The public has now seen the troubling video of a Chicago police officer shooting and killing Adam Toledo, a 13-year-old Latino boy who lived in the city’s Little Village neighborhood.
For Chicagoans, especially for those in Black and Brown communities, the shooting feels like another likely injustice in a long line of cases in which police have killed young Black people — the police killing and subsequent cover-up of the death of 17-year-old Laquan McDonald offers a high-profile example.
But just seven days after the murder of the child, popular Chicago Tribune columnist Eric Zorn wrote that the public should “wait before turning slain 13-year-old Adam Toledo into a martyr.” Zorn, who is White, criticized references to Adam as a “baby” and wrote “it’s not too early to stop romanticizing and infantilizing 13-year-olds” before listing crimes of teens the same age from around the country.
Many journalists, local and otherwise, immediately condemned the piece — especially for its lack of compassion for the young victim and the community still mourning his loss. “What about Adam’s humanity?” we asked.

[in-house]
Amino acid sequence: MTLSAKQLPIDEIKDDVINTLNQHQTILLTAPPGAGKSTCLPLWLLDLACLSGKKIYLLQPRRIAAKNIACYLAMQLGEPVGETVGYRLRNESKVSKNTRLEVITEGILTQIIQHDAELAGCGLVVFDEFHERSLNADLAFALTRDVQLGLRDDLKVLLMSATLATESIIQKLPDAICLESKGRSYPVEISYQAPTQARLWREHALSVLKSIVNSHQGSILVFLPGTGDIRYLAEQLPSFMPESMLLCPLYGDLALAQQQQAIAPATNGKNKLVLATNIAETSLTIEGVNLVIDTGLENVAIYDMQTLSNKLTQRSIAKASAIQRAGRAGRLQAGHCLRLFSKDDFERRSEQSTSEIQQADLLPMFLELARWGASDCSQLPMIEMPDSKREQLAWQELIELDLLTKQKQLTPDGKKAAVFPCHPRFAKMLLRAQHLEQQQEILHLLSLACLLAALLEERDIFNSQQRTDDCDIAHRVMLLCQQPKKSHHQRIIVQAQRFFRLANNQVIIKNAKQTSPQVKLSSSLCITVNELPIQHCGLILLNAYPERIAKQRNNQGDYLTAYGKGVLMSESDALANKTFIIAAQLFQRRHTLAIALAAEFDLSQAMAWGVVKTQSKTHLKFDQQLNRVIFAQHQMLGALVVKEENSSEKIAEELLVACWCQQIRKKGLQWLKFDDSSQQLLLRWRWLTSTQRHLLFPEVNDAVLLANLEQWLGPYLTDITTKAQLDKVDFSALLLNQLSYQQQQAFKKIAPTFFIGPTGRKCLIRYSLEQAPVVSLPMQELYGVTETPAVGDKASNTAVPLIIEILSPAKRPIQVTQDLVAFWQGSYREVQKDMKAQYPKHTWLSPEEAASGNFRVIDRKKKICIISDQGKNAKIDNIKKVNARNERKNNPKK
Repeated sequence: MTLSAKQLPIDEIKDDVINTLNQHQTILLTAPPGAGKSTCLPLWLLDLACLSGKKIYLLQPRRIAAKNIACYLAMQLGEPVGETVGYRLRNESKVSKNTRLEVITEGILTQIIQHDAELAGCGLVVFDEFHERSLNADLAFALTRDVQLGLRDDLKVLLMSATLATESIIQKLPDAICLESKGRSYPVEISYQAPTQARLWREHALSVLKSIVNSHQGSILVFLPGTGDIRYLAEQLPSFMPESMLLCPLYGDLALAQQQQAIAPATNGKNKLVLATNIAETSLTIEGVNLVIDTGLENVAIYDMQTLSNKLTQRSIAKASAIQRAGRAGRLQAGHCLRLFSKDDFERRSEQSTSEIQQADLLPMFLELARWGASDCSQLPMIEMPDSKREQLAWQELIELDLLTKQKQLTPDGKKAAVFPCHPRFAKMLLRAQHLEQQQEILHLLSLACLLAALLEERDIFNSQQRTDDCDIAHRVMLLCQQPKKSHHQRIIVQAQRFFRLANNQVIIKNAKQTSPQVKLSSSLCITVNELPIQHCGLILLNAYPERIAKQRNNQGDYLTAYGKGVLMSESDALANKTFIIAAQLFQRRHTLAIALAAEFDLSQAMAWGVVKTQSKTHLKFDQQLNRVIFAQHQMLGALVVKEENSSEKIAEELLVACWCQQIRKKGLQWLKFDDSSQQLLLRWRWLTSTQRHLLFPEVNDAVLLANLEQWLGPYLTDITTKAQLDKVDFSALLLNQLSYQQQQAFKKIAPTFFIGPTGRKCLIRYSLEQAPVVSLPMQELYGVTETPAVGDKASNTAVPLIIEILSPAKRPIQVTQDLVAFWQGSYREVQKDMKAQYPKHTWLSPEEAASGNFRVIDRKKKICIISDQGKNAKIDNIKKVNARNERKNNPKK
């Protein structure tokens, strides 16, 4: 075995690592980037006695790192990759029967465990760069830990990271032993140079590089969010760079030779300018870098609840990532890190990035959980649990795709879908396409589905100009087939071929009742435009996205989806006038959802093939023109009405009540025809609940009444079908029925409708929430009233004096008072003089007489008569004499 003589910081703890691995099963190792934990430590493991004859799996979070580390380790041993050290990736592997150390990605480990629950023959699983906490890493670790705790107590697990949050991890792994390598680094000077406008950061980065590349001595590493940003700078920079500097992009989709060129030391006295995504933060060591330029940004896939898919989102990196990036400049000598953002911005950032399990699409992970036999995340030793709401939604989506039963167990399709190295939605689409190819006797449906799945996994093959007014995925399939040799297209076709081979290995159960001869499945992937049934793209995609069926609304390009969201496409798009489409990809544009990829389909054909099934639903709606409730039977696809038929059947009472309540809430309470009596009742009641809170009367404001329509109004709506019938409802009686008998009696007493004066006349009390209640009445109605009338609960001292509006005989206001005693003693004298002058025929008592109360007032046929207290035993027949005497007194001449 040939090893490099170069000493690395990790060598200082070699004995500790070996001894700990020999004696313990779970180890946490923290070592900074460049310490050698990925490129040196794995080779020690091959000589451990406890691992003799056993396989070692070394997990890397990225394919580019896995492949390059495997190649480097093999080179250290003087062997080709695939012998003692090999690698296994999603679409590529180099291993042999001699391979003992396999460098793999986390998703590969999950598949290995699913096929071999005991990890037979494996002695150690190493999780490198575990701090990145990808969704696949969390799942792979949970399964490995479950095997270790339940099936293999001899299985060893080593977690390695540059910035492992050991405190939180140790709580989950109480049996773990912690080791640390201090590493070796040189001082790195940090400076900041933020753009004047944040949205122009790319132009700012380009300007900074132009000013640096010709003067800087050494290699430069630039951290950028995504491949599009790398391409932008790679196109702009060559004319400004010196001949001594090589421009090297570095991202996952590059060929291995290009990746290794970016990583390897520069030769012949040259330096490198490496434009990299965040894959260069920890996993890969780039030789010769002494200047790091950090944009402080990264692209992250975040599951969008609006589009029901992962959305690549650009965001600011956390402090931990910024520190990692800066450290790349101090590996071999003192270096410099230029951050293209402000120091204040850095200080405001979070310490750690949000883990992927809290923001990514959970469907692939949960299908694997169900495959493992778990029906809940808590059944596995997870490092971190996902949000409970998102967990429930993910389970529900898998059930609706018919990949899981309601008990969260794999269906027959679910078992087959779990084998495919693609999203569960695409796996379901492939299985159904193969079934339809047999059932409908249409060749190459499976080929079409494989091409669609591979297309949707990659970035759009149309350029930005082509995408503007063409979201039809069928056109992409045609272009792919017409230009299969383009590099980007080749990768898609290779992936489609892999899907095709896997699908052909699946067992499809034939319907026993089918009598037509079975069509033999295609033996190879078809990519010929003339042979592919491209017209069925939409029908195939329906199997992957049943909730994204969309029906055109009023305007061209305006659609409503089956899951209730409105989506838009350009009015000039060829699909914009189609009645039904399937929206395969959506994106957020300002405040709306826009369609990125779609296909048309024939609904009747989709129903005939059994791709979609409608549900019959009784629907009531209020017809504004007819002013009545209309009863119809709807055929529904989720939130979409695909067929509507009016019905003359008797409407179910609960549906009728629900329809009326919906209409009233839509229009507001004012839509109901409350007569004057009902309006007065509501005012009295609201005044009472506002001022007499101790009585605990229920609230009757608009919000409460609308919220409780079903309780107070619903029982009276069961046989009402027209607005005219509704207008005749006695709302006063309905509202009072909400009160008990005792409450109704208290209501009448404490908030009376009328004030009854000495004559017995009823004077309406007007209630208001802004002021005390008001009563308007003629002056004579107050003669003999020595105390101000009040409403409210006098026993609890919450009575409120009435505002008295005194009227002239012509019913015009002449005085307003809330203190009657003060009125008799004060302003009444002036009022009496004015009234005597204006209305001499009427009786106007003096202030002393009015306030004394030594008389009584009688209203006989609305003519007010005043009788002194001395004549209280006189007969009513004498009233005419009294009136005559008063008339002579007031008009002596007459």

“Columns are supposed to add thought-provoking ideas to the table, not strip the humanity of children of color,” one journalist told me.
“What is staggering about that column, among many things, is the utter lack of humanity,” another one said.
Chicago Tribune columnist Eric Zorn wrote that the public should “wait before turning slain 13-year-old Adam Toledo into a martyr.”
As a journalism professor, a reporter, and a Black woman from Chicago, I was both hurt and ashamed at the implication that we need to step back and “but what about…?” the situation. To me, it doesn’t matter: You shouldn’t have to be a perfect kid or be a martyr for your humanity to matter.
My Northwestern colleague Steven Thrasher canceled his subscription to the paper and in a…